Gary James' Interview With Rock Photographer
Herb Greene

He's photographed the greats of the 1960s and 1970s, including The Grateful Dead, Janis Joplin, Led Zeppelin, Grace Slick, Jeff Beck, Carlos Santana and the list goes on and on. In fact, his friendship with Jerry Garcia earned him the title as the Unofficial Photographer of The Grateful Dead. We are speaking about Mr. Herb Greene.

Q - Herb, I think Emerson, Lake And Palmer wrote a song about you, "Lucky Man".

A - I don't think so.

Q - Not that you didn't work hard, but you were right in the center of where all the action was in the mid-1960s, San Francisco. You must have been aware of that early on, were you not?

A - I'm trying to go back to the Emerson, Lake And Palmer thing. I don't think they know me.

Q - I was just being funny. Herb Greene was a "Lucky Man." He was in the right place at the right time with the right stuff.

A - That applies. That's exactly right. That's right on. That was just like an opportunity falling on you.

Q - And you knew that early on, didn't you?

A - That's hard to say. People were just trying to avoid crummy jobs I think, mostly. (laughs)

Q - And you avoided one!

A - Yeah, I had to suffer with whatever. (laughs) But there was just enough stuff being thrown out that you could salvage. You could pay the rent. And again, it was very inexpensive to live in San Francisco at the time. You could get by on nothing and enjoy the city.

Q - Not like that today.

A - No, nothing like that today. Restaurants were really cheap. It's just a whole different city.

Q - I was surprised to learn that you didn't photograph musicians onstage. You would have them come to your studio for a sit down session. What was the reasoning behind not photographing them onstage? Would the photographs have been too blurry? Would it have been too difficult to get front row or backstage access?

A - I was never any good at it. I just thought it was kind of rude. I shouldn't say that, but I do. For me it's more private. I don't take snap shots often. Back then I had lots of opportunities to burn through five thousand rolls of film, Jim Marshall style, but I could never do that. My personality isn't there. I'm not intrusive. So, when you're doing a portrait sitting, that's all of a sudden intimate. It's consensual. (laughs)

Q - And it's not on you, it's on the person sitting in front of you, isn't it?

A - Yeah. When you're sitting, you're using the large formate cameras some of the times and medium format always and look like you were working. I was good at it. The camera just sort of plopped into place and all that. That disappeared a long time ago, but for lack of a better word, there was a zone. It wasn't really conscious either I think. I don't know. It was counter to my personality to do that, being shy. I'm not intrusive, getting back to that.

Q - You did get over your shyness, didn't you?

A - I performed when I was supposed to perform. I enjoyed doing it, but it was somebody else. Do the sitting and then do the laundry. Again, back then there was lots to do. You could go between L.A. and San Francisco. Other people went from New York to San Francisco to L.A. to cover the whole thing like Jim (Marshall), while I live under his shadow. (laughs) He's the guy, the heavy duty journalist. He's a little bit older than the rest of us. He had a pretty high I.Q. I would estimate. He had a lot of psychological overlays. He was like a real colorful guy. He was a journalist and carried a gun.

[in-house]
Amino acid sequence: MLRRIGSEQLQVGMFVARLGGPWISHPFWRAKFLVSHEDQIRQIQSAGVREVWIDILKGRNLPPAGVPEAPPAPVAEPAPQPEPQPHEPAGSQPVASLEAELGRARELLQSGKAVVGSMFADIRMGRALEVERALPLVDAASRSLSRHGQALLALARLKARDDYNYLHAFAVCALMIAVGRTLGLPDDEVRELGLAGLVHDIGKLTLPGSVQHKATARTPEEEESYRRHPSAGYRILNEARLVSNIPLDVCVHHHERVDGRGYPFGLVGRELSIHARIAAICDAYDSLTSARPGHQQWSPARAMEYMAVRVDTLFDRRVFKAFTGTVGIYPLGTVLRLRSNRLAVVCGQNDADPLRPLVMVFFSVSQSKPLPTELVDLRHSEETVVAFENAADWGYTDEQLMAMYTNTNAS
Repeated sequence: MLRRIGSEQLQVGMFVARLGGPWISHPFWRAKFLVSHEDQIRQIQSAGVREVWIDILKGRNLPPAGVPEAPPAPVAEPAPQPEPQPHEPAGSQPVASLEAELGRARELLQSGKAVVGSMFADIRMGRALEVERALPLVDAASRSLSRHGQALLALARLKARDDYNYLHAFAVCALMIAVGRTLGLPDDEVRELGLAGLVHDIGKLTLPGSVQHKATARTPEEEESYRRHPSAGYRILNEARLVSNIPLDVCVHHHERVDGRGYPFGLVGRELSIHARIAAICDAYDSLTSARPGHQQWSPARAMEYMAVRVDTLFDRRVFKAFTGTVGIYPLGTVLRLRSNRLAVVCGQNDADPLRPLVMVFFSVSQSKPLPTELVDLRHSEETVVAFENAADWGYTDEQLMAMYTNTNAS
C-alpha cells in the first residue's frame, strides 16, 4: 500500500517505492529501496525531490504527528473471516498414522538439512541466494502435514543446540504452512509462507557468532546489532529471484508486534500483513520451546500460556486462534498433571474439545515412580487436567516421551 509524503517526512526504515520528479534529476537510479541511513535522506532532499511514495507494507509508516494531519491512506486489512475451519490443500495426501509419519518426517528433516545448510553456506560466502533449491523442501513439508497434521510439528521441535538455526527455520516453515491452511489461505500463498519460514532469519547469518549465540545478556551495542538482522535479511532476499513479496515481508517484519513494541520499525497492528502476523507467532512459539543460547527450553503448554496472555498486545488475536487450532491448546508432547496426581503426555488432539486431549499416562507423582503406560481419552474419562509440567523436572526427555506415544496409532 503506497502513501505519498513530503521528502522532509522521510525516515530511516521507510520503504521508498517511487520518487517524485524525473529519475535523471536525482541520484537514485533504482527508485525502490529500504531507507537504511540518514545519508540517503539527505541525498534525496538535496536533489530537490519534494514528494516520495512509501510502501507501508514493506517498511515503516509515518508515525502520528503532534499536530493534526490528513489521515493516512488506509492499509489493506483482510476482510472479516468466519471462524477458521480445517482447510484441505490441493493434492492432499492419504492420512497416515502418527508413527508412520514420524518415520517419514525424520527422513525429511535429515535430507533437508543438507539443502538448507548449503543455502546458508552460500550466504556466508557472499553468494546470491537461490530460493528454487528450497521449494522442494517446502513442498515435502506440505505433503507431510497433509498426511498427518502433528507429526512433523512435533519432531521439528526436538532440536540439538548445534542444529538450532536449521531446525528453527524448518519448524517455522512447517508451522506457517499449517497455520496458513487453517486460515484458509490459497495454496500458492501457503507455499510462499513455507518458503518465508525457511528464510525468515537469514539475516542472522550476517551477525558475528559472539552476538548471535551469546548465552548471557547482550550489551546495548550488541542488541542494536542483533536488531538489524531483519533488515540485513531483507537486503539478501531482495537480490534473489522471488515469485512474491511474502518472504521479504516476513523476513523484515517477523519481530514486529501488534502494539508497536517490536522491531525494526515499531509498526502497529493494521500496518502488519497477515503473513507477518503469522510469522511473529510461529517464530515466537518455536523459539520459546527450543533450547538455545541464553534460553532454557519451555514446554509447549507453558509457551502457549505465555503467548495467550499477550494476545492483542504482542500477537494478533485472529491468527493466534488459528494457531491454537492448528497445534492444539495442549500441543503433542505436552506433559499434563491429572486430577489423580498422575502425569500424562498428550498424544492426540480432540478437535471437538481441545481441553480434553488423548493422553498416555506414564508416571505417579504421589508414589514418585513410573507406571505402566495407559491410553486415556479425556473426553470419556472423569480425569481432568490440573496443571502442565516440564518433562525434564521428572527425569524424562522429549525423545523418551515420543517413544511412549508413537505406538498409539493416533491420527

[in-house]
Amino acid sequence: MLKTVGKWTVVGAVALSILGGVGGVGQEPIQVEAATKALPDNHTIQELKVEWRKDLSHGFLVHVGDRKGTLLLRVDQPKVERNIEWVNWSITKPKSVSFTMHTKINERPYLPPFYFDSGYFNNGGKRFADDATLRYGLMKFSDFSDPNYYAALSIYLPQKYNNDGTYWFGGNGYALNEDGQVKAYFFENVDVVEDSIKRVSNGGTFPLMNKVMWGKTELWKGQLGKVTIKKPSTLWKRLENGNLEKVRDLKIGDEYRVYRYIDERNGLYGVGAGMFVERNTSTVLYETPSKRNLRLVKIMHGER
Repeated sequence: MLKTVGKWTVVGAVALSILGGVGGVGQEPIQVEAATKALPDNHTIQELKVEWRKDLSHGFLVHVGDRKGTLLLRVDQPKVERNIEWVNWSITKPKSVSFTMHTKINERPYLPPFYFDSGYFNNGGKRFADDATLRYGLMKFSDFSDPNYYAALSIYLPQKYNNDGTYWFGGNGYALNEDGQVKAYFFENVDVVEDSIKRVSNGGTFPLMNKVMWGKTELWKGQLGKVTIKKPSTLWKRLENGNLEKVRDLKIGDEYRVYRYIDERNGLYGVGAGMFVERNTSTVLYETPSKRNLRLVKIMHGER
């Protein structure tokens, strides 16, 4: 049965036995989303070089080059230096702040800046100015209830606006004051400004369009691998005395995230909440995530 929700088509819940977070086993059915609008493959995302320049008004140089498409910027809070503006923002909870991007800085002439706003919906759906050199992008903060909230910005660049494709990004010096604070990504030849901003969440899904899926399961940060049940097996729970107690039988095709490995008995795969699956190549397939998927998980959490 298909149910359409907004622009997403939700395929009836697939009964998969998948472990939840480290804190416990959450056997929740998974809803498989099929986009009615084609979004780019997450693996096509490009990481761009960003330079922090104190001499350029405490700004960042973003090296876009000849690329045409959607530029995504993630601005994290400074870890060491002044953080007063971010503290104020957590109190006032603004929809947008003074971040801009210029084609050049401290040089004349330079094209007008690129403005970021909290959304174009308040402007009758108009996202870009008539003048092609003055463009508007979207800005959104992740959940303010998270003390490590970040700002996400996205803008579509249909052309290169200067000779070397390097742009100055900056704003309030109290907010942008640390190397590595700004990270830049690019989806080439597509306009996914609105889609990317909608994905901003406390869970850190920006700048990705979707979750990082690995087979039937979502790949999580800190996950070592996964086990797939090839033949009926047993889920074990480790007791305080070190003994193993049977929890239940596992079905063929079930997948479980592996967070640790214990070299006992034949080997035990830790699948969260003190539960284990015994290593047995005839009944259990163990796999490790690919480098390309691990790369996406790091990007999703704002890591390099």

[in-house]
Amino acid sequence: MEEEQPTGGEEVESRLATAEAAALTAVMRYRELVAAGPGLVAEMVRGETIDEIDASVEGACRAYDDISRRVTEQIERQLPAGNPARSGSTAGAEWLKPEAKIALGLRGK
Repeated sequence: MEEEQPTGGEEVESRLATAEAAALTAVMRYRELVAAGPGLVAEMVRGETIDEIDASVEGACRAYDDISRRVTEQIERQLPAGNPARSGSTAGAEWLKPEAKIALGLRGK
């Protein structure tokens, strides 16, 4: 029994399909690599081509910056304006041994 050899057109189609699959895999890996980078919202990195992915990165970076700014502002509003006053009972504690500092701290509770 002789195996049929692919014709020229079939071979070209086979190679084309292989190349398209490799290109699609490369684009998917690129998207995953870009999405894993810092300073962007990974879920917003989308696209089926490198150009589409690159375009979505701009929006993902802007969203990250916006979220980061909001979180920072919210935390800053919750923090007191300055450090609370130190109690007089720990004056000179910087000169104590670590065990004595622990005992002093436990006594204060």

Q - And he had a really loud voice.

A - He had a really ugly voice! (laughs) I know Jim pretty well. We were friends. I'm from a long, long time ago, before he went to New York and came back. Anyway, different personality. He would kick down a dressing room door to get a picture. He was really aggressive. He was really intrusive. He could really be intrusive, but he was a journalist, a real good one.

Q - When you say journalist, do you mean he was a writer as well?

A - No. He was a photojournalist as well. He was there and he covered it.

Q - You first saw Jerry Garcia at a Bluegrass cafe called The Fox And The Hound. That was in 1961. Jerry Garcia was doing an acoustic act? Was he singing the Folk songs of the day?

A - It was a Bluegrass band. I don't remember the tunes. '61, could it be that early? I think it was later than that, '63 maybe. It was Fox And Hound or Coffee And Confusion. We used to go up to North Beach to see if we could find beatniks and they were gone, but that whole thing drew us there too. They were the common denominators, why were we in San Francisco. We all consumed the same media. It was limited media. There was Mad magazine. Then there was the political stuff, I.F. Stone, but the musicians were more aligned with keeping up with the latest Folk song. "How do we tune for this one?" That kind of thing. But it all happened so fast, to electric. Bang! They were doing it. All of a sudden Rock 'n' Roll wasn't the ugly step-sister, 'cause Rock 'n' Roll to those people when they were doing the Folk music was the worst thing that you could ever do.

Q - Then Bob Dylan went electric at the Newport Festival in 1965.

A - Yeah. That happened before the San Francisco scene.

Q - Then it became acceptable.

A - Well, it was just unstoppable. It was gonna happen. It went up from the Blues to electric, to B.B. King and all those guys. Of course it was gonna spill over to the Folk played on the West Coast.

Q - After seeing Jerry Garcia, did you walk up to him and introduce yourself?

A - Yeah. We just started talking. He was a very gracious guy. It must've been '63, '64. I have a hard time with the time line. I really do. There are other people working on it. We're trying to get everything together and publish it ourselves, friends. I'm just tired of waiting for a publisher to pick it up. It's not going to happen. I've been looking for a publisher for fifty years. Seriously. I published a couple of Grateful Dead books. I really have to see my Grateful Dead book in a horizontal format and nobody's going to do that, you know? (laughs)

Q - It shouldn't be that hard of a sell. That era is always of interest to people.

A - I know, I know. It's a Grateful Dead Book for God's sake. Anyway, we're going to go out with material from the beginning to 1969. There's a lot of material I would never consider putting in. There's the Haight Street pictures, not many, but they're all gray, and there's the Be In.